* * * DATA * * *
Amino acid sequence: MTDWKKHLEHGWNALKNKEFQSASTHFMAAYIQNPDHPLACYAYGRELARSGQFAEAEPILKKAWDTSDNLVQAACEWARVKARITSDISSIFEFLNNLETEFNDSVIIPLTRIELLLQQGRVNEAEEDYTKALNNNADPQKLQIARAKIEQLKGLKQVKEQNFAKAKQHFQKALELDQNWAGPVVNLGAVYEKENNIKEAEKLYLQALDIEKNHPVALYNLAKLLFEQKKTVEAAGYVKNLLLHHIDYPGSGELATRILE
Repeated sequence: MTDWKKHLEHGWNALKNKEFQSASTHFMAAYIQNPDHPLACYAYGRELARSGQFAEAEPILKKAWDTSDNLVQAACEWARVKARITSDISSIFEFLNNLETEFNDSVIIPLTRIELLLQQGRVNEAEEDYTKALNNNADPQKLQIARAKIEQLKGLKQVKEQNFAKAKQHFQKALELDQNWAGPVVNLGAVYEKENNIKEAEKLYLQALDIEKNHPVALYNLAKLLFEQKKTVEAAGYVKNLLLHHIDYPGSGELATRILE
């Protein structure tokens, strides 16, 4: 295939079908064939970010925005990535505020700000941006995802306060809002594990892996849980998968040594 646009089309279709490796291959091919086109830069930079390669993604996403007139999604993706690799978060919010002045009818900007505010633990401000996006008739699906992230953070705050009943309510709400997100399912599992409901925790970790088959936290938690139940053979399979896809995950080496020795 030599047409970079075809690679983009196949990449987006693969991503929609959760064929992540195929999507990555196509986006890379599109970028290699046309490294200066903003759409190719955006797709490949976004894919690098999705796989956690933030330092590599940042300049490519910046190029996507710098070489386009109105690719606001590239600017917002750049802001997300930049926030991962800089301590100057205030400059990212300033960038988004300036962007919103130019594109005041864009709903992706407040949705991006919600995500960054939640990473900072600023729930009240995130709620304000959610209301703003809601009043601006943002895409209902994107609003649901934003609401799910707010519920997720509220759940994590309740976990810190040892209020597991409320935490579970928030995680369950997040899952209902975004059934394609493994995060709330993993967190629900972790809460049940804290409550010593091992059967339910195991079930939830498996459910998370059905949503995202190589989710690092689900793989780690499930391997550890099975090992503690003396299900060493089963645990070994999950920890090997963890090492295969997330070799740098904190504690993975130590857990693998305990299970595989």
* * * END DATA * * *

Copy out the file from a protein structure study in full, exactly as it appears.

Amino acid sequence: MTDWKKHLEHGWNALKNKEFQSASTHFMAAYIQNPDHPLACYAYGRELARSGQFAEAEPILKKAWDTSDNLVQAACEWARVKARITSDISSIFEFLNNLETEFNDSVIIPLTRIELLLQQGRVNEAEEDYTKALNNNADPQKLQIARAKIEQLKGLKQVKEQNFAKAKQHFQKALELDQNWAGPVVNLGAVYEKENNIKEAEKLYLQALDIEKNHPVALYNLAKLLFEQKKTVEAAGYVKNLLLHHIDYPGSGELATRILE
Repeated sequence: MTDWKKHLEHGWNALKNKEFQSASTHFMAAYIQNPDHPLACYAYGRELARSGQFAEAEPILKKAWDTSDNLVQAACEWARVKARITSDISSIFEFLNNLETEFNDSVIIPLTRIELLLQQGRVNEAEEDYTKALNNNADPQKLQIARAKIEQLKGLKQVKEQNFAKAKQHFQKALELDQNWAGPVVNLGAVYEKENNIKEAEKLYLQALDIEKNHPVALYNLAKLLFEQKKTVEAAGYVKNLLLHHIDYPGSGELATRILE
């Protein structure tokens, strides 16, 4: 295939079908064939970010925005990535505020700000941006995802306060809002594990892996849980998968040594 646009089309279709490796291959091919086109830069930079390669993604996403007139999604993706690799978060919010002045009818900007505010633990401000996006008739699906992230953070705050009943309510709400997100399912599992409901925790970790088959936290938690139940053979399979896809995950080496020795 030599047409970079075809690679983009196949990449987006693969991503929609959760064929992540195929999507990555196509986006890379599109970028290699046309490294200066903003759409190719955006797709490949976004894919690098999705796989956690933030330092590599940042300049490519910046190029996507710098070489386009109105690719606001590239600017917002750049802001997300930049926030991962800089301590100057205030400059990212300033960038988004300036962007919103130019594109005041864009709903992706407040949705991006919600995500960054939640990473900072600023729930009240995130709620304000959610209301703003809601009043601006943002895409209902994107609003649901934003609401799910707010519920997720509220759940994590309740976990810190040892209020597991409320935490579970928030995680369950997040899952209902975004059934394609493994995060709330993993967190629900972790809460049940804290409550010593091992059967339910195991079930939830498996459910998370059905949503995202190589989710690092689900793989780690499930391997550890099975090992503690003396299900060493089963645990070994999950920890090997963890090492295969997330070799740098904190504690993975130590857990693998305990299970595989």